BrusselsAndCauliflower

Roasted Cauliflower and Brussels Pasta - march 4, 2011

Last weekend the Chronicle published a tasty sounding recipe for two ubiquitous winter vegetables: cauliflower and brussels sprouts. For some reason I rarely see either in our CSA box, but we had finished off all our produce from last week, so the kids and I ventured out to our local farmers' market this sunday.

I guess we were a little late to the party, because only one stall was still selling sprouts, and they were the biggest I've ever seen. The farm didn't advertise chemical free farming methods or organic certification, which means they probably don't do either. That could explain the gigantic mini-cabbages, or maybe just a late harvest. Either way, the often ample size of chemically fertilized produce is interesting to me. In this time of obese children and rampant diabetes, is bigger still assumed to be better?

We bought a bag nonetheless, and a nice plump head of cauliflower to go with, only to find another cauliflower making its celebrated appearance in our CSA box later in the week. But really that's OK, because roasted cauliflower is truly delicious, as long as I remember to add salt. Plus, roasting shrinks the veggies, so when I'm looking to get rid of something we'd really rather not eat, roasting is the best way.  

Now that our vegetables are roasted, I see that shrinkage has caused the opposite problem, and I should have used both heads of cauliflower for this dinner. Between myself, my husband and my five year old daughter, half of them have been eaten, and the pasta isn't even done yet.

Roasted Cauliflower and Brussels Pasta: (adapted from the SF Chronicle)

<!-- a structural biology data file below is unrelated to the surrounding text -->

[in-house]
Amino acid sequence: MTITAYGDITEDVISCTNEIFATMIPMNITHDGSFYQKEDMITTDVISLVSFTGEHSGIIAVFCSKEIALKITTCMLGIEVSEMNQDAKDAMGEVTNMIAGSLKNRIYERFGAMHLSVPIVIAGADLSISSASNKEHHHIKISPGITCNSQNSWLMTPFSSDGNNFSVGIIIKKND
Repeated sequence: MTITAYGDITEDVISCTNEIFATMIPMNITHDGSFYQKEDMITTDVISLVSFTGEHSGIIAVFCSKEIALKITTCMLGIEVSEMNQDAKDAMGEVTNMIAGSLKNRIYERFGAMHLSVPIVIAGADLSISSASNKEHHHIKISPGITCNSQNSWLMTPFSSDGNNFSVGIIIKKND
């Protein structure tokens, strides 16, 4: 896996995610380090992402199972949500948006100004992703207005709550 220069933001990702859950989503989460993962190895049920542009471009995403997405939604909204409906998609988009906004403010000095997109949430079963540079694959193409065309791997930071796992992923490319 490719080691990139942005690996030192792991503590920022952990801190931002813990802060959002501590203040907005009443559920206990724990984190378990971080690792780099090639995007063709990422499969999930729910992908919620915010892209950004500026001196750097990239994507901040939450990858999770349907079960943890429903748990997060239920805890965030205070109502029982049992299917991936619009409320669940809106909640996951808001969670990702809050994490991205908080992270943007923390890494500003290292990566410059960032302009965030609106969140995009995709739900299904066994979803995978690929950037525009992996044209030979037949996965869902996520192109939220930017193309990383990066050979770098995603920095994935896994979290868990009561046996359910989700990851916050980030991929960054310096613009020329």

8-10 oz small pasta (orecchiette, penne, fusili or farfalle)

1 large head cauliflower (or two, if your family really likes it)

1 bag brussels sprouts (about 1 lb)

olive oil

zest of one lemon

1 T (or so) fresh lemon juice

scant 1/4 cup pine nuts

4 T chopped parsley

grated parmesan 

salt 

pepper

Heat the oven to 475˚ and put a large pot of water on to boil. Line a cookie sheet (or two) with parchment paper (can anyone tell me if this stuff is compostable?). Cut the brussels sprouts in half, quarters if the they are large, and cut out the core. Put them in a large bowl, add about 2 T olive oil and 1/4 t salt, toss to coat and lay them in a single layer on the cookie sheet. Next cut the florets off the cauliflower, then slice them in half so that there is a flat side for them to lay on - this is a roasting trick I learned from Susie Middleton's Fast, Fresh and Green. Like the sprouts, toss them with 1-2 T olive oil, salt and then spread them on a cookie sheet. Put both cookie sheets (or one, if that is all you used) into the oven, and set a timer for 15 minutes. At heat this high, perfectly roasted can turn to charcoal quickly, so keep an eye on them. When they are crispy, browned in some places and creamy in the middle they are done. You can roast the veggies the day before, and reheat them before serving dinner.

Now cook the pasta. Stir the lemon zest into 3 T olive oil. Put the pinenuts in a small skillet over medium low heat, stir and wait for them to brown a little bit, then turn off the heat and remove the nuts from the hot pan. When the pasta is done, drain it, then return it to the empty pot with the roasted vegetables, pinenuts,  lemon olive oil, lemon juice, chopped parsley, salt and pepper. Mix it up, then divide it into bowls and serve with grated parmesan and fresh ground pepper on top.

Comments

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As far as the compostability of parchment paper, I guess it depends on the method used to make it. There are a few ways its made, but the stuff used for baking is usually coated.

To make matters more confusing, there are a couple of kinds of coated baking parchment papers. One is coated with silicone (which is inert and safe); this kind can be composted in the City's green bins, but not in home composters (because we wouldn't chop it up small enough). Another kind is made with some scary chemical coating containing chromium salts; don't compost this stuff (and don't feed me something baked on it, either) - heavy metals!

The silicone variety is supposedly more expensive because silicone costs more than the chromium-based stuff.

 

I pretty much could have munched on those roasted veggies all night long. OMG so good...

 

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